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Archive: April 1998 News Headlines
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   30-April-98 Thursday
   29-April-98 Wednesday
   28-April-98 Tuesday
   27-April-98 Monday
   24-April-98 Friday
[No updates - we install a new IT system]
   23-April-98 Thursday
[No updates - we install a new IT system]
   22-April-98 Wednesday
[No updates - we install a new IT system]
   21-April-98 Tuesday
[No updates - we install a new IT system]
   20-April-98 Monday
[No updates - we install a new IT system]
   17-April-98 Friday
   16-April-98 Thursday
   15-April-98 Wednesday
   14-April-98 Tuesday
[No update: Easter Break]
   13-April-98 Monday
[No update: Easter break]
   10-April-98 Friday
   09-April-98 Thursday
   08-April-98 Wednesday
   07-April-98 Tuesday
   06-April-98 Monday
   03-April-98 Friday
   02-April-98 Thursday
   01-April-98 Wednesday

 

Search Engine Stocks "Hyperinflated"

According to a study by influential financial magazine Forbes, the current US stock prices for most of the major listed search engines are hyperinflated and may take a nosedive if the market loses its passion for Internet-related shares. "The price-to-sales ratio of the Internet sector is between 7 and 10. The Standard & Poor 500 is just 1.7," said analyst Duncan Richardson. "But the average price-to-sales ratio for the four search engines (Lycos, Excite!, Infoseek and Yahoo) is a whopping 28 times". Most professional market observers polled by Forbes in the study feel that current prices all four stocks will take a sharp fall when the latest Internet bull run ends. "I think paying $125 for something like Yahoo!, which might earn 40 cents to 50 cents a share is a little over the top," said Glickenhaus' Jim Glickenhaus. "Yahoo! is probably the best-known brand and it's still only a marginally profitable operation. Frankly, this seems to be unsustainable."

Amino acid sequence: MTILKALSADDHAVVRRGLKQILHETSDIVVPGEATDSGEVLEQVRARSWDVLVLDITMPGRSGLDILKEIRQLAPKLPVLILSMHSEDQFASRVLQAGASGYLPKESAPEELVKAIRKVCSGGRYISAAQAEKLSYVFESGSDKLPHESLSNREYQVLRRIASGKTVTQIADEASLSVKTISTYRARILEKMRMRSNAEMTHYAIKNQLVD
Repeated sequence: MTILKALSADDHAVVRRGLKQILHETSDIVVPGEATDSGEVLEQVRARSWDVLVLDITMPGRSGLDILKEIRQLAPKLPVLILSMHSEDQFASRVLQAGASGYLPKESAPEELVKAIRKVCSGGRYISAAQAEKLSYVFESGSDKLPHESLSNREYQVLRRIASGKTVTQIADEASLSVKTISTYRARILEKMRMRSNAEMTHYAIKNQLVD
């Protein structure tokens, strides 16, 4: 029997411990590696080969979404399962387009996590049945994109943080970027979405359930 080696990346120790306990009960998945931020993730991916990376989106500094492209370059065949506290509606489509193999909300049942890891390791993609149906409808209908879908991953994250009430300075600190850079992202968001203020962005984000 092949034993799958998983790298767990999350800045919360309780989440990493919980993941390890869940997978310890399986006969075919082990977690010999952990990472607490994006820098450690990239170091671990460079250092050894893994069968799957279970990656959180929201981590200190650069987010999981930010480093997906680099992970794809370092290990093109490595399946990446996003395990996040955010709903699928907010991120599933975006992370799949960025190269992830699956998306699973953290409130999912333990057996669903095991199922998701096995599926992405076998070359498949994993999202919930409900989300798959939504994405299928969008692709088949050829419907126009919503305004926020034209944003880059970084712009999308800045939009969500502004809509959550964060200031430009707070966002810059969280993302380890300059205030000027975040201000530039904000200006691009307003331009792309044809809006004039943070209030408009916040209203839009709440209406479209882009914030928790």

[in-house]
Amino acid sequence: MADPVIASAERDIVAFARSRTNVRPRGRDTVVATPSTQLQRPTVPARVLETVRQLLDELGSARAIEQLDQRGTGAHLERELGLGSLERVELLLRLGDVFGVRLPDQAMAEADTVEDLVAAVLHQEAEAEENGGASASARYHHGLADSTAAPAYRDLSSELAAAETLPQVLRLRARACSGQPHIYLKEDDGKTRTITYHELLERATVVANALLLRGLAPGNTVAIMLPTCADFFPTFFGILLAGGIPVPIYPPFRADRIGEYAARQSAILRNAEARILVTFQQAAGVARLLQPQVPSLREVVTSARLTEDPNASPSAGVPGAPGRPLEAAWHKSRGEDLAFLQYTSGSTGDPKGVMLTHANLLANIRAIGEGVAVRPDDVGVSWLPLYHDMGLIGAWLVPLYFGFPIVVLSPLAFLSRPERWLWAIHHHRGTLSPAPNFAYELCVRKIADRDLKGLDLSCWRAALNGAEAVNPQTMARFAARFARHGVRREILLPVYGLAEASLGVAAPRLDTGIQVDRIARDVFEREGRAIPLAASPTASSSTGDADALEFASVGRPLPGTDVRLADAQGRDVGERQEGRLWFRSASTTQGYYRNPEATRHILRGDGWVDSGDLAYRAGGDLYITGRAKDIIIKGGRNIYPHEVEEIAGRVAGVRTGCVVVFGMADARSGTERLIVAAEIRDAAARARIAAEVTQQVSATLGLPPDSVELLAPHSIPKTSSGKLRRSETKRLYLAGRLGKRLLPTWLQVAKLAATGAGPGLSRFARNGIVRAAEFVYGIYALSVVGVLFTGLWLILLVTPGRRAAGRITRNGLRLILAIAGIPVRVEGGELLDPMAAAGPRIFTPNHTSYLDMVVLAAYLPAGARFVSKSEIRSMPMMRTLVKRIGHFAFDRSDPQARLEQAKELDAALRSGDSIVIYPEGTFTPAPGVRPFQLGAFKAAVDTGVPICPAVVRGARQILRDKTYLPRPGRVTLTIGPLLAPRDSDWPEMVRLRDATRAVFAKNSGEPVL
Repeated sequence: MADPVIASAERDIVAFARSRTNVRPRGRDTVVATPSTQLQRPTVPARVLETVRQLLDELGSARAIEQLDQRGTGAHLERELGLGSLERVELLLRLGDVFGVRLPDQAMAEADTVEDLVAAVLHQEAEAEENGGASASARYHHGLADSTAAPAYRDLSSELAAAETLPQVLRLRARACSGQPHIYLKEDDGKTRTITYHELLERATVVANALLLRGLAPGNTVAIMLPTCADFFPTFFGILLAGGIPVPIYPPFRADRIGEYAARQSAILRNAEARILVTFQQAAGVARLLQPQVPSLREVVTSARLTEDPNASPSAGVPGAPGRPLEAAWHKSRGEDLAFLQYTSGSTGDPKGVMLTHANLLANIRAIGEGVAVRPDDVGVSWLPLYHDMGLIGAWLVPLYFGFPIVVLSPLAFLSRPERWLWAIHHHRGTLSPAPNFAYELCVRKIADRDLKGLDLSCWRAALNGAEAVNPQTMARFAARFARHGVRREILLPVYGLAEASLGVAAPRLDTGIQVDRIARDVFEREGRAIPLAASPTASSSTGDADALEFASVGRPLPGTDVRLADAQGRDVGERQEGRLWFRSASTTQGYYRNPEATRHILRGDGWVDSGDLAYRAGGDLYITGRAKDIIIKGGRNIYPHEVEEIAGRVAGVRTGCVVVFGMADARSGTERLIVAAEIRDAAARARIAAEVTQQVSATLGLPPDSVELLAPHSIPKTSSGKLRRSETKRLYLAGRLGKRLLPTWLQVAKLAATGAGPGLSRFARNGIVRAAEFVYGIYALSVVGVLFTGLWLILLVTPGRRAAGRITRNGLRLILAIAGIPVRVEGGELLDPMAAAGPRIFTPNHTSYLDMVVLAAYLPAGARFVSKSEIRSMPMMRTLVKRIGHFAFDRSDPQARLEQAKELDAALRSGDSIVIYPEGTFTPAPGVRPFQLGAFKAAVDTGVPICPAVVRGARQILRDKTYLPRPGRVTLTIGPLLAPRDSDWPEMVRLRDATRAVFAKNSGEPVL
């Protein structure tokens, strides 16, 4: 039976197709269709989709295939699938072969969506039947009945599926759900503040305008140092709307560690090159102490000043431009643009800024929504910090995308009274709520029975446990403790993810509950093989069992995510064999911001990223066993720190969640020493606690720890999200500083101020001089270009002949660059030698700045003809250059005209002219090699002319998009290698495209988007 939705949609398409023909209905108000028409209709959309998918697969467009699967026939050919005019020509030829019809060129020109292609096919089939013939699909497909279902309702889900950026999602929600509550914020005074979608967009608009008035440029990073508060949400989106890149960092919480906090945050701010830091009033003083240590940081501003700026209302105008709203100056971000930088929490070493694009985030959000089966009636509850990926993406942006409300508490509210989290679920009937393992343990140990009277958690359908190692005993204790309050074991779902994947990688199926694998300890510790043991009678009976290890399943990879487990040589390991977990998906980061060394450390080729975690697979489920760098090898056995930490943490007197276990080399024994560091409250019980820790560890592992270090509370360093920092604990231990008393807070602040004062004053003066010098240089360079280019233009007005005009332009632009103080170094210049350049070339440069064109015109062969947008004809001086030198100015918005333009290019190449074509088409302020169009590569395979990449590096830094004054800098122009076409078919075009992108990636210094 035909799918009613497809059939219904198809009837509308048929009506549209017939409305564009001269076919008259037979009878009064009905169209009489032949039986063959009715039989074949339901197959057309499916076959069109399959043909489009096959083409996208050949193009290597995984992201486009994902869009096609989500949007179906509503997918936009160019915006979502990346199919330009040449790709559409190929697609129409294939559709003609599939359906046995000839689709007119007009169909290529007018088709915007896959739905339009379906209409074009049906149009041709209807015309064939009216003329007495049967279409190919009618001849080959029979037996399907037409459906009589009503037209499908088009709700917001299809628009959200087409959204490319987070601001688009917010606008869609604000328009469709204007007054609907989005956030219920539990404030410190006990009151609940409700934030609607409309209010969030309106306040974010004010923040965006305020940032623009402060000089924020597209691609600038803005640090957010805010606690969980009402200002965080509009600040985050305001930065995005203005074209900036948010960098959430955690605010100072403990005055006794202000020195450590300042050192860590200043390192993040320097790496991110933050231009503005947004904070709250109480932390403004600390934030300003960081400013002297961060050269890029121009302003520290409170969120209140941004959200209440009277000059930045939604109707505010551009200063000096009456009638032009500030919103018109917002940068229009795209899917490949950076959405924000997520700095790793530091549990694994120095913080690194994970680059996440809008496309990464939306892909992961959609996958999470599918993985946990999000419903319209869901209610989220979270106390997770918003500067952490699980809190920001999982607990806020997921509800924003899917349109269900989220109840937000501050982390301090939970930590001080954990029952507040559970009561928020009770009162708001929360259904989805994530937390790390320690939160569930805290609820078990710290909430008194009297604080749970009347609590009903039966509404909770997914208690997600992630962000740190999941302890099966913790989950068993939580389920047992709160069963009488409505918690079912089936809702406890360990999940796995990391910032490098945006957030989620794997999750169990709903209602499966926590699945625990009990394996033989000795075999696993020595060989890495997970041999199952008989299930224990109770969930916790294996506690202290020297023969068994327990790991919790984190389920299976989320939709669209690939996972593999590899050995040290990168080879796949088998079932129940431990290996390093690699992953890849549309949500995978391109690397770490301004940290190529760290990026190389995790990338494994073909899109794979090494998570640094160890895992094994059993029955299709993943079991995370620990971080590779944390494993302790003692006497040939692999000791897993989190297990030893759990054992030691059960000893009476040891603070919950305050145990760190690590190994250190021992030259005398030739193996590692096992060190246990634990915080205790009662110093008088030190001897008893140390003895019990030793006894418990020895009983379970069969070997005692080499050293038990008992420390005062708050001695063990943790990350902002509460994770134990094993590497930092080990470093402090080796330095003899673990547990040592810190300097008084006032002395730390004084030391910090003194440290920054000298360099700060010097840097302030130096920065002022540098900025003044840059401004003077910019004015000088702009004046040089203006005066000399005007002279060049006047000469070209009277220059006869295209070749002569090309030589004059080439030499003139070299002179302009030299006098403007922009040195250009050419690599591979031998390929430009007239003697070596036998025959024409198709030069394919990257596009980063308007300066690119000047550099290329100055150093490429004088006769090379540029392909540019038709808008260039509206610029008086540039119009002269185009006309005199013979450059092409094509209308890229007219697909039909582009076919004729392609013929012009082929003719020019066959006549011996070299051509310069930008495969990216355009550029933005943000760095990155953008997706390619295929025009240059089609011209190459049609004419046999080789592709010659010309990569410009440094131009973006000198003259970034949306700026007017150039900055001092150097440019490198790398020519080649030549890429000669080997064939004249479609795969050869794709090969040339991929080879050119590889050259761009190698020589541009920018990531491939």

Discount Stock Trading Accelerates

The future of Australian stockbroking may be in doubt following the launch of two new electronic share-trading ventures earlier this week, both of which hope to cash in on the boom in Internet-based financial trading. One of the new sites - Equityworld - hopes to act as a referral point for partner brokers, offering online buy/sell order messaging through its advertisers, a personal push mechanism for real-time company announcements and free Java-based performance charts. But the other - E*TRADE Australia - has elected to do without traditional brokers altogether, instead offering visitors a smorgasbord of real-time quotes, charts, ASX company announcements, AAP newsfeeds and a personalised market page. Recent domestic Internet surveys have disclosed that 25% of Australians have now visited an online financial service at least once, and several brokers who launched online ventures 24 months ago are now reaping substantial rewards from their investment at the expense of others who adopted a "wait and see" approach. Significantly, both new sites substantially undercut the fees being asked by existing online trading sites such as the popular Fairfax Trading Room site, further driving down margins in a vicious spiral that may eventually reduce real-world-only brokers to an industry rump.

 

Amazon Books Expands

Amazon Books - the Internet's best-known booksellers - have embarked on an ambitious expansion program in an attempt to make the struggling operation profitable. Amazon announced today that it plans to acquire Bookpages (the UK's largest online bookseller) and Telebook (Germany's largest online bookseller) to facilitate its entry into the European online market. The company has also intimated that it hopes to enter the online music business by asking visitors to nominate features they'd like to see in "the music store of your dreams" and has said that it will acquire the Internet Movie Database in an attempt to enter the online video market as well. Announcing its latest quarterly loss ($US9.26 million for the March quarter, down from a loss of $9.33 million in the December quarter), Amazon said that it hoped to turn a profit "at some time in the future". Despite world-wide publicity and a stock that has traded as high as $US100 per share, Amazon has yet to turn a profit.